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Geeshie Wiley (sometimes rendered as Geechie Wiley) was a female United States blues singer and guitar player. She recorded three records in the early 1930s. There are no known photographs or images of the artist in existence.
Ishman Bracey (whose testimony may not be reliable) stated Wiley hailed from Natchez, Mississippi, and was romantically linked to Papa Charlie McCoy. In the 1920s it is thought that she worked in a medicine show in Jackson, Mississippi. Some evidence suggests that following his divorce from Memphis Minnie, Wiley may have married Casey Bill Weldon.
“If Geeshie Wiley did not exist, she could not be invented: her scope
and creativity dwarfs most blues artists. She seems to represent the
moment when black secular music was coalescing into blues.”
Further details of Wiley's early and later life, her career, and her legal name are unknown. The nickname "Geechie" or "Geechee" was most commonly given to people from around coastal South Carolina and Georgia, and is an alternate name for the Gullah ethnic group of that region.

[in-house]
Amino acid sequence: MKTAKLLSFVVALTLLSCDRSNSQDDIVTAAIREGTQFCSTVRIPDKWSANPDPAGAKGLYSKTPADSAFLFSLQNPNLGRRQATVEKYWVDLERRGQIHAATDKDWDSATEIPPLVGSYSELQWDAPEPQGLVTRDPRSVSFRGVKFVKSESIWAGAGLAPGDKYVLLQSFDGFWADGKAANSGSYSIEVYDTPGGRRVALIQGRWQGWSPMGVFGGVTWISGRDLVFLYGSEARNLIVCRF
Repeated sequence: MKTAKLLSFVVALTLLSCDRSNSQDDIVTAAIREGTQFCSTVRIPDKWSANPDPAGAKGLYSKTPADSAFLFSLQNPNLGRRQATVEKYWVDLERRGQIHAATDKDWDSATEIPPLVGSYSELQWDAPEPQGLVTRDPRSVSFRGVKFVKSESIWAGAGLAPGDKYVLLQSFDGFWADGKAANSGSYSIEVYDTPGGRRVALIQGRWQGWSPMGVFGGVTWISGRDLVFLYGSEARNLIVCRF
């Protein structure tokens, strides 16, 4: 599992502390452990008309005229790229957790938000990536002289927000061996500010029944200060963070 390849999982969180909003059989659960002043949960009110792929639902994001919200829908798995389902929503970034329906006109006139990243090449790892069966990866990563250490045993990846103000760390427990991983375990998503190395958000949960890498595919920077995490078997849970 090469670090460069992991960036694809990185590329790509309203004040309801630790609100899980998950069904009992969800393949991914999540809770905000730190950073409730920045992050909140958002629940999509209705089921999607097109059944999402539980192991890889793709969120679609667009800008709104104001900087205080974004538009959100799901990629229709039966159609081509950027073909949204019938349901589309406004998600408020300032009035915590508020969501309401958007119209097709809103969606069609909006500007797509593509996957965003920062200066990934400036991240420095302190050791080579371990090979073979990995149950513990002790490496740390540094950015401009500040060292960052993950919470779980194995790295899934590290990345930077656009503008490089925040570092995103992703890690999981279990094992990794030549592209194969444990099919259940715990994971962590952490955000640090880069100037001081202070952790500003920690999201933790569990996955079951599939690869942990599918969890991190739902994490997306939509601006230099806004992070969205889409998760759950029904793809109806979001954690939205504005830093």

Her song "Last Kind Word Blues" was used in the documentary Crumb (1994) by Terry Zwigoff in the scene where Robert Crumb puts a record on (not the Wiley selection) and sits down to listen. During the song a slideshow of his cartoons is shown. The song also appeared on the latter day compilation album, Mississippi Masters: Early American Blues Classics 1927-1935 (Yazoo Records).
David Johansen and the Harry Smiths covered "Last Kind Words" on their 2002 album Shaker. Johansen also sang a portion of "Last Kind Words" in the movie Searching for the Wrong-Eyed Jesus (2003).
Dex Romweber Duo released a version of "Last Kind Word Blues", featuring Jack White, on White's vinyl only label, Third Man Records.